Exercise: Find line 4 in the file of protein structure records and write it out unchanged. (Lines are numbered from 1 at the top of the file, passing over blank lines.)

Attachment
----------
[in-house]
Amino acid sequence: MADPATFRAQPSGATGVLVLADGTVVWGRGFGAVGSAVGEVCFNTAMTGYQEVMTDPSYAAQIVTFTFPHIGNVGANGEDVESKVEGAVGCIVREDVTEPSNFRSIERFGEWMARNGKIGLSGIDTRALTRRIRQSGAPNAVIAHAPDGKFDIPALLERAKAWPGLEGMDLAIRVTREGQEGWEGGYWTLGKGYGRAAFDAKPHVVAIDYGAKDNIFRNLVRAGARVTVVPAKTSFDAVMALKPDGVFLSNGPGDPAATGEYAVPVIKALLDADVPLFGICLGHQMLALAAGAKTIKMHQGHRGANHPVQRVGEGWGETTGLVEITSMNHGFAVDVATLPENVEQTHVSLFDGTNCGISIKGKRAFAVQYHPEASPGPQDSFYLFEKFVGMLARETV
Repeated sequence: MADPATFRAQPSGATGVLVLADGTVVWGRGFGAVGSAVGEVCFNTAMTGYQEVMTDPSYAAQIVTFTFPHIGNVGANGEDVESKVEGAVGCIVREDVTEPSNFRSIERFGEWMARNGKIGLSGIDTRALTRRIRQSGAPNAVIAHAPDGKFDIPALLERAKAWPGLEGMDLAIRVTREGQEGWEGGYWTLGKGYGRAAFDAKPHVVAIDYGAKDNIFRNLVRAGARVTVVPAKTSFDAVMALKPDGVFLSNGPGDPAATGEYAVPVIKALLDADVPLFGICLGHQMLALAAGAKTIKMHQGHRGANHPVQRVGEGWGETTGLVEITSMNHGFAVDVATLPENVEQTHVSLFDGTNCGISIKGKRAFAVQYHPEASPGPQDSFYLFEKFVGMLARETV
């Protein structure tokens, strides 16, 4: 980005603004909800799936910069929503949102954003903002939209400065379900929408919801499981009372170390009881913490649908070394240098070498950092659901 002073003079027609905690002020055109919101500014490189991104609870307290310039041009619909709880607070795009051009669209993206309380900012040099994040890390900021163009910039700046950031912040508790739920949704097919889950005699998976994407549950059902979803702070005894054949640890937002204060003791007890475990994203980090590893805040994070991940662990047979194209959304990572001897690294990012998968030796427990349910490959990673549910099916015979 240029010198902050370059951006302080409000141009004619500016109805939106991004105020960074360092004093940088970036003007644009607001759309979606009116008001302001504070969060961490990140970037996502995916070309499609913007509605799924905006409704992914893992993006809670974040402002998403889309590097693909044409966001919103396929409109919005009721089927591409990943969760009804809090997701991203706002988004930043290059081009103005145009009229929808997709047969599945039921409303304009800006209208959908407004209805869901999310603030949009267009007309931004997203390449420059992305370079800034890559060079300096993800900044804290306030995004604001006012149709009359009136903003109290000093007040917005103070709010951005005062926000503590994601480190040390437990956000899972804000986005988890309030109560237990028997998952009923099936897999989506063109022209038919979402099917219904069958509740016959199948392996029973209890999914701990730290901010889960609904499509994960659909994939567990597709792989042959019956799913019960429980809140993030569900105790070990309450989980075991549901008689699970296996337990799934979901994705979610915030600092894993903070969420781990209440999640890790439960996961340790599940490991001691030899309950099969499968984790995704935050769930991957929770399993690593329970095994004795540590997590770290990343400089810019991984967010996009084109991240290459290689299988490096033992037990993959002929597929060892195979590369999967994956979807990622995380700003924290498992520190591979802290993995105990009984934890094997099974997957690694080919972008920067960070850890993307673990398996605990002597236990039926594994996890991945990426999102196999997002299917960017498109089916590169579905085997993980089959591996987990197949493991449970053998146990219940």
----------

């Protein structure tokens, strides 16, 4: 980005603004909800799936910069929503949102954003903002939209400065379900929408919801499981009372170390009881913490649908070394240098070498950092659901 002073003079027609905690002020055109919101500014490189991104609870307290310039041009619909709880607070795009051009669209993206309380900012040099994040890390900021163009910039700046950031912040508790739920949704097919889950005699998976994407549950059902979803702070005894054949640890937002204060003791007890475990994203980090590893805040994070991940662990047979194209959304990572001897690294990012998968030796427990349910490959990673549910099916015979 240029010198902050370059951006302080409000141009004619500016109805939106991004105020960074360092004093940088970036003007644009607001759309979606009116008001302001504070969060961490990140970037996502995916070309499609913007509605799924905006409704992914893992993006809670974040402002998403889309590097693909044409966001919103396929409109919005009721089927591409990943969760009804809090997701991203706002988004930043290059081009103005145009009229929808997709047969599945039921409303304009800006209208959908407004209805869901999310603030949009267009007309931004997203390449420059992305370079800034890559060079300096993800900044804290306030995004604001006012149709009359009136903003109290000093007040917005103070709010951005005062926000503590994601480190040390437990956000899972804000986005988890309030109560237990028997998952009923099936897999989506063109022209038919979402099917219904069958509740016959199948392996029973209890999914701990730290901010889960609904499509994960659909994939567990597709792989042959019956799913019960429980809140993030569900105790070990309450989980075991549901008689699970296996337990799934979901994705979610915030600092894993903070969420781990209440999640890790439960996961340790599940490991001691030899309950099969499968984790995704935050769930991957929770399993690593329970095994004795540590997590770290990343400089810019991984967010996009084109991240290459290689299988490096033992037990993959002929597929060892195979590369999967994956979807990622995380700003924290498992520190591979802290993995105990009984934890094997099974997957690694080919972008920067960070850890993307673990398996605990002597236990039926594994996890991945990426999102196999997002299917960017498109089916590169579905085997993980089959591996987990197949493991449970053998146990219940």